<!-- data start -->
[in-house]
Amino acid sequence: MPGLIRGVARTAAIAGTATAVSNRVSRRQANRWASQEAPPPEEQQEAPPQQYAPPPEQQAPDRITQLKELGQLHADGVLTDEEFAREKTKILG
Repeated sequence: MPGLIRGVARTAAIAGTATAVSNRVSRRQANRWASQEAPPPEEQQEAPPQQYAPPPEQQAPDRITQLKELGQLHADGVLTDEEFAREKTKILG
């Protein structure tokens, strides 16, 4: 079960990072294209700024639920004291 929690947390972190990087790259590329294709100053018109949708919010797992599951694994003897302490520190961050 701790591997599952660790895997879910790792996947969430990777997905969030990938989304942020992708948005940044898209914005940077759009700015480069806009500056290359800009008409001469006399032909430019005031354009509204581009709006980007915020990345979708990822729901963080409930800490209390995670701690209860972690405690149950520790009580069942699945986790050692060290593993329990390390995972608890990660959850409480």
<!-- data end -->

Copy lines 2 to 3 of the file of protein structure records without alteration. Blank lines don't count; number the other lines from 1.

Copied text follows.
Amino acid sequence: MPGLIRGVARTAAIAGTATAVSNRVSRRQANRWASQEAPPPEEQQEAPPQQYAPPPEQQAPDRITQLKELGQLHADGVLTDEEFAREKTKILG
Repeated sequence: MPGLIRGVARTAAIAGTATAVSNRVSRRQANRWASQEAPPPEEQQEAPPQQYAPPPEQQAPDRITQLKELGQLHADGVLTDEEFAREKTKILG